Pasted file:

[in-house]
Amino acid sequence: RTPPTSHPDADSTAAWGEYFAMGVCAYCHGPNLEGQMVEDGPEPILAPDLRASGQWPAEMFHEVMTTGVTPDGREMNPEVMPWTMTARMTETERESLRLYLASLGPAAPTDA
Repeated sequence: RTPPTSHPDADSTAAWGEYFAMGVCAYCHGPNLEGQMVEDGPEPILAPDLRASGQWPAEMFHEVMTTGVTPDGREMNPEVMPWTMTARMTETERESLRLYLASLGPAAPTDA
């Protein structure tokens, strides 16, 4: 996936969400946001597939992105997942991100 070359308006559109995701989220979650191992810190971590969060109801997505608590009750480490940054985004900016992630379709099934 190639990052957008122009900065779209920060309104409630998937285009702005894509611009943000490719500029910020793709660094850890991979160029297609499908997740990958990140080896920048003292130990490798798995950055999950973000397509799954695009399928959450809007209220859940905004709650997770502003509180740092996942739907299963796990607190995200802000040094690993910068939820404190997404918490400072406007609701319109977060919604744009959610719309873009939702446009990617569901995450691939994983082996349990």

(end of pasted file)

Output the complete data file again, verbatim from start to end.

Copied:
[in-house]
Amino acid sequence: RTPPTSHPDADSTAAWGEYFAMGVCAYCHGPNLEGQMVEDGPEPILAPDLRASGQWPAEMFHEVMTTGVTPDGREMNPEVMPWTMTARMTETERESLRLYLASLGPAAPTDA
Repeated sequence: RTPPTSHPDADSTAAWGEYFAMGVCAYCHGPNLEGQMVEDGPEPILAPDLRASGQWPAEMFHEVMTTGVTPDGREMNPEVMPWTMTARMTETERESLRLYLASLGPAAPTDA
């Protein structure tokens, strides 16, 4: 996936969400946001597939992105997942991100 070359308006559109995701989220979650191992810190971590969060109801997505608590009750480490940054985004900016992630379709099934 190639990052957008122009900065779209920060309104409630998937285009702005894509611009943000490719500029910020793709660094850890991979160029297609499908997740990958990140080896920048003292130990490798798995950055999950973000397509799954695009399928959450809007209220859940905004709650997770502003509180740092996942739907299963796990607190995200802000040094690993910068939820404190997404918490400072406007609701319109977060919604744009959610719309873009939702446009990617569901995450691939994983082996349990």